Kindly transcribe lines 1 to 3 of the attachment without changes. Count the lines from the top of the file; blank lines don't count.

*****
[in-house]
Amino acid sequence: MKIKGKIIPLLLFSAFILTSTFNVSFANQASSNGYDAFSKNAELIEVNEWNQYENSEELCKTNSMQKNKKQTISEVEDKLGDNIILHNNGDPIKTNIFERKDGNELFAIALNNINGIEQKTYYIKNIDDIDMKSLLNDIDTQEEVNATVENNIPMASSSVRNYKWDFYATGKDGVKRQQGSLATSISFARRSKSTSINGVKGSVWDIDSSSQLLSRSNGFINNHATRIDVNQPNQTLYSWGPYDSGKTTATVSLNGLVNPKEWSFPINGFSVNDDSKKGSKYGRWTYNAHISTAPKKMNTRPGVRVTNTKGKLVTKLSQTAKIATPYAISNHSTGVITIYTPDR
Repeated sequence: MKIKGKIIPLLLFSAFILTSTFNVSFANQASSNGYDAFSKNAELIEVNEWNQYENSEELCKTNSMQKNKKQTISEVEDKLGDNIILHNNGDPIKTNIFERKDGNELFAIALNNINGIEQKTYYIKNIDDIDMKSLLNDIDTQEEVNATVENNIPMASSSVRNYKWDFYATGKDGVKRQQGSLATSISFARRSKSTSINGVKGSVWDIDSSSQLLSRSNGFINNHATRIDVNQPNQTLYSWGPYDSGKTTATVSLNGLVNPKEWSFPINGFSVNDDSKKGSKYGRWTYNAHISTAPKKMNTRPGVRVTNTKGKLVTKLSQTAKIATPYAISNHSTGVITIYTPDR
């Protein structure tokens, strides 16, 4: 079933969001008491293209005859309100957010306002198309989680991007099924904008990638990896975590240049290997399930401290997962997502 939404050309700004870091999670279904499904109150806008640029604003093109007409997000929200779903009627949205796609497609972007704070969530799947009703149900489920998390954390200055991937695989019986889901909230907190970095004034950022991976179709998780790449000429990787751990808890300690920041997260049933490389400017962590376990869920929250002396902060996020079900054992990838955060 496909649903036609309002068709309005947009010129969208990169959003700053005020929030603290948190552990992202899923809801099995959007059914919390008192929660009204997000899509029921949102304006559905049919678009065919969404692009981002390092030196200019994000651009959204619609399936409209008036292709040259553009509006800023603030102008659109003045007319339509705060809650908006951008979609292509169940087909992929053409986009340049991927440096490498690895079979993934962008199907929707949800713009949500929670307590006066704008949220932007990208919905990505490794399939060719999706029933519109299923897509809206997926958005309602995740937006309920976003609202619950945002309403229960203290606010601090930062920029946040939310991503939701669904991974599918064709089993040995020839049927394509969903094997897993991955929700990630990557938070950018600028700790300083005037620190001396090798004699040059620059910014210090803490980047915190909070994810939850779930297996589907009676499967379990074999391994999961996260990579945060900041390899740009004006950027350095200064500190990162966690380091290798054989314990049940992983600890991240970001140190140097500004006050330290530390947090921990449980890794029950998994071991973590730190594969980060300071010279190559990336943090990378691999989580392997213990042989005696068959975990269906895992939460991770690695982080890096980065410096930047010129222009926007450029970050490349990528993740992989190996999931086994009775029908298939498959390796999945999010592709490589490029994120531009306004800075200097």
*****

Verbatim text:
[in-house]
Amino acid sequence: MKIKGKIIPLLLFSAFILTSTFNVSFANQASSNGYDAFSKNAELIEVNEWNQYENSEELCKTNSMQKNKKQTISEVEDKLGDNIILHNNGDPIKTNIFERKDGNELFAIALNNINGIEQKTYYIKNIDDIDMKSLLNDIDTQEEVNATVENNIPMASSSVRNYKWDFYATGKDGVKRQQGSLATSISFARRSKSTSINGVKGSVWDIDSSSQLLSRSNGFINNHATRIDVNQPNQTLYSWGPYDSGKTTATVSLNGLVNPKEWSFPINGFSVNDDSKKGSKYGRWTYNAHISTAPKKMNTRPGVRVTNTKGKLVTKLSQTAKIATPYAISNHSTGVITIYTPDR
Repeated sequence: MKIKGKIIPLLLFSAFILTSTFNVSFANQASSNGYDAFSKNAELIEVNEWNQYENSEELCKTNSMQKNKKQTISEVEDKLGDNIILHNNGDPIKTNIFERKDGNELFAIALNNINGIEQKTYYIKNIDDIDMKSLLNDIDTQEEVNATVENNIPMASSSVRNYKWDFYATGKDGVKRQQGSLATSISFARRSKSTSINGVKGSVWDIDSSSQLLSRSNGFINNHATRIDVNQPNQTLYSWGPYDSGKTTATVSLNGLVNPKEWSFPINGFSVNDDSKKGSKYGRWTYNAHISTAPKKMNTRPGVRVTNTKGKLVTKLSQTAKIATPYAISNHSTGVITIYTPDR